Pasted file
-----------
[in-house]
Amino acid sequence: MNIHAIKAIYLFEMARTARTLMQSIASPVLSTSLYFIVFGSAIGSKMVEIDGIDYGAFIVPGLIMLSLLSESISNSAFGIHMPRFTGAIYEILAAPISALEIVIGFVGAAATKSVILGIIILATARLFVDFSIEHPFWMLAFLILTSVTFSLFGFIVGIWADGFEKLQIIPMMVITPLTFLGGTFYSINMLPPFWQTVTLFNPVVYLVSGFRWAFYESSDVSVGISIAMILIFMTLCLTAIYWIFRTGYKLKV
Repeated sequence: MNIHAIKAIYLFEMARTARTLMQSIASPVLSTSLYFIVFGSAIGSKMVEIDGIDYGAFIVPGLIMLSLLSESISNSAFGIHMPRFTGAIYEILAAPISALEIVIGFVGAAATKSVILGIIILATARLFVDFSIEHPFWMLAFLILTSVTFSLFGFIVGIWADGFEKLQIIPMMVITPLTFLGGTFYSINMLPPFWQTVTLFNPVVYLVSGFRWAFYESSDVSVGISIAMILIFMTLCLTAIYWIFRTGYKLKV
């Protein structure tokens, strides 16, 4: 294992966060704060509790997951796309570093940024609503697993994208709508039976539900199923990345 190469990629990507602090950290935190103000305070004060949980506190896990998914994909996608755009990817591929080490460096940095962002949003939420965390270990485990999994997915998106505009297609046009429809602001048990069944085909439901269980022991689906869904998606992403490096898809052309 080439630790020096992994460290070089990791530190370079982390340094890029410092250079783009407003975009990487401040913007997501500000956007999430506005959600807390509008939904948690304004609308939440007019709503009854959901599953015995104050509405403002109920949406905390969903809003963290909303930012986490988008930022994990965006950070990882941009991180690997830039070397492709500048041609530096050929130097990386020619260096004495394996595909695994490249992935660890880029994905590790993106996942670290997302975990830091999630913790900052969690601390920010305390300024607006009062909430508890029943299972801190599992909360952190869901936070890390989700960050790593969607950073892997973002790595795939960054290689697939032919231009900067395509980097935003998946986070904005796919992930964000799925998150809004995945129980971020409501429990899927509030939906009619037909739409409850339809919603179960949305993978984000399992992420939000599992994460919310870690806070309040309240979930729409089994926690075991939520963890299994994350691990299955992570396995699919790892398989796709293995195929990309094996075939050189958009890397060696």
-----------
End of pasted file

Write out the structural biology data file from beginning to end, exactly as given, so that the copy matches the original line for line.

[in-house]
Amino acid sequence: MNIHAIKAIYLFEMARTARTLMQSIASPVLSTSLYFIVFGSAIGSKMVEIDGIDYGAFIVPGLIMLSLLSESISNSAFGIHMPRFTGAIYEILAAPISALEIVIGFVGAAATKSVILGIIILATARLFVDFSIEHPFWMLAFLILTSVTFSLFGFIVGIWADGFEKLQIIPMMVITPLTFLGGTFYSINMLPPFWQTVTLFNPVVYLVSGFRWAFYESSDVSVGISIAMILIFMTLCLTAIYWIFRTGYKLKV
Repeated sequence: MNIHAIKAIYLFEMARTARTLMQSIASPVLSTSLYFIVFGSAIGSKMVEIDGIDYGAFIVPGLIMLSLLSESISNSAFGIHMPRFTGAIYEILAAPISALEIVIGFVGAAATKSVILGIIILATARLFVDFSIEHPFWMLAFLILTSVTFSLFGFIVGIWADGFEKLQIIPMMVITPLTFLGGTFYSINMLPPFWQTVTLFNPVVYLVSGFRWAFYESSDVSVGISIAMILIFMTLCLTAIYWIFRTGYKLKV
């Protein structure tokens, strides 16, 4: 294992966060704060509790997951796309570093940024609503697993994208709508039976539900199923990345 190469990629990507602090950290935190103000305070004060949980506190896990998914994909996608755009990817591929080490460096940095962002949003939420965390270990485990999994997915998106505009297609046009429809602001048990069944085909439901269980022991689906869904998606992403490096898809052309 080439630790020096992994460290070089990791530190370079982390340094890029410092250079783009407003975009990487401040913007997501500000956007999430506005959600807390509008939904948690304004609308939440007019709503009854959901599953015995104050509405403002109920949406905390969903809003963290909303930012986490988008930022994990965006950070990882941009991180690997830039070397492709500048041609530096050929130097990386020619260096004495394996595909695994490249992935660890880029994905590790993106996942670290997302975990830091999630913790900052969690601390920010305390300024607006009062909430508890029943299972801190599992909360952190869901936070890390989700960050790593969607950073892997973002790595795939960054290689697939032919231009900067395509980097935003998946986070904005796919992930964000799925998150809004995945129980971020409501429990899927509030939906009619037909739409409850339809919603179960949305993978984000399992992420939000599992994460919310870690806070309040309240979930729409089994926690075991939520963890299994994350691990299955992570396995699919790892398989796709293995195929990309094996075939050189958009890397060696």